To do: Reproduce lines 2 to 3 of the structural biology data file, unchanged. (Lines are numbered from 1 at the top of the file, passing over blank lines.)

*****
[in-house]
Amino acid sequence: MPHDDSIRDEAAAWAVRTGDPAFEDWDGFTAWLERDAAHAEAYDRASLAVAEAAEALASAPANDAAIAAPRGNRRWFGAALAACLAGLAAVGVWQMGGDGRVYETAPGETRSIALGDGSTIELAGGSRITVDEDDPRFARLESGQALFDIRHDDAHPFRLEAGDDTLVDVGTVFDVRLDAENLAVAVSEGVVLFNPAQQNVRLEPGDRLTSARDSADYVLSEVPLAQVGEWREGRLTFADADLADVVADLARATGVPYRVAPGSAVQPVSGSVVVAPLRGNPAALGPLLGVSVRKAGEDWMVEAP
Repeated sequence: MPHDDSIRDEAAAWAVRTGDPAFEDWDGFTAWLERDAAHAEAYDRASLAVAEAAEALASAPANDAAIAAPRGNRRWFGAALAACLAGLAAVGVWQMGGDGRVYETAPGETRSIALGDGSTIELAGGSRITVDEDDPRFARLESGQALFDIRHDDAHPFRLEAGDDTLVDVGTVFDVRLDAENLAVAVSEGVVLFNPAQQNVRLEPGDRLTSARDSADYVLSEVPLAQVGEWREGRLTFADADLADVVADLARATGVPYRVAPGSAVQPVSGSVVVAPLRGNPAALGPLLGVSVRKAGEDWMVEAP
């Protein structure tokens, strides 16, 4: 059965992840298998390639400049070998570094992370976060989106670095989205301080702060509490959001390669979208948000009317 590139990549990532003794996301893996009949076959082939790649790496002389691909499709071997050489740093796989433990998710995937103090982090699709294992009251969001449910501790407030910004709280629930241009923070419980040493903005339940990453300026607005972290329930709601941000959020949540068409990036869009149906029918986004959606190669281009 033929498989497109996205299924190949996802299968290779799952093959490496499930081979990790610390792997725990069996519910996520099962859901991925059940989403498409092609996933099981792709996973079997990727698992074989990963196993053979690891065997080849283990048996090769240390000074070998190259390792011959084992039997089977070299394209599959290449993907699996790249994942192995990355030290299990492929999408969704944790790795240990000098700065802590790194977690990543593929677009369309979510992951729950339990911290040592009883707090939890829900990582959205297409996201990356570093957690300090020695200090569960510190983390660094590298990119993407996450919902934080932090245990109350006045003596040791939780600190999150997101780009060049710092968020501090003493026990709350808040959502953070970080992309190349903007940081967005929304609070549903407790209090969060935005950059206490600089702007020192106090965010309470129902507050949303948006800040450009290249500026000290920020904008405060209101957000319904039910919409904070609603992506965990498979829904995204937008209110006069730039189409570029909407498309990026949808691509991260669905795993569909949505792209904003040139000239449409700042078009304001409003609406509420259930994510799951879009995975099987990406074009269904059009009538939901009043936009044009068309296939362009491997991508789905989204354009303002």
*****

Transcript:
Amino acid sequence: MPHDDSIRDEAAAWAVRTGDPAFEDWDGFTAWLERDAAHAEAYDRASLAVAEAAEALASAPANDAAIAAPRGNRRWFGAALAACLAGLAAVGVWQMGGDGRVYETAPGETRSIALGDGSTIELAGGSRITVDEDDPRFARLESGQALFDIRHDDAHPFRLEAGDDTLVDVGTVFDVRLDAENLAVAVSEGVVLFNPAQQNVRLEPGDRLTSARDSADYVLSEVPLAQVGEWREGRLTFADADLADVVADLARATGVPYRVAPGSAVQPVSGSVVVAPLRGNPAALGPLLGVSVRKAGEDWMVEAP
Repeated sequence: MPHDDSIRDEAAAWAVRTGDPAFEDWDGFTAWLERDAAHAEAYDRASLAVAEAAEALASAPANDAAIAAPRGNRRWFGAALAACLAGLAAVGVWQMGGDGRVYETAPGETRSIALGDGSTIELAGGSRITVDEDDPRFARLESGQALFDIRHDDAHPFRLEAGDDTLVDVGTVFDVRLDAENLAVAVSEGVVLFNPAQQNVRLEPGDRLTSARDSADYVLSEVPLAQVGEWREGRLTFADADLADVVADLARATGVPYRVAPGSAVQPVSGSVVVAPLRGNPAALGPLLGVSVRKAGEDWMVEAP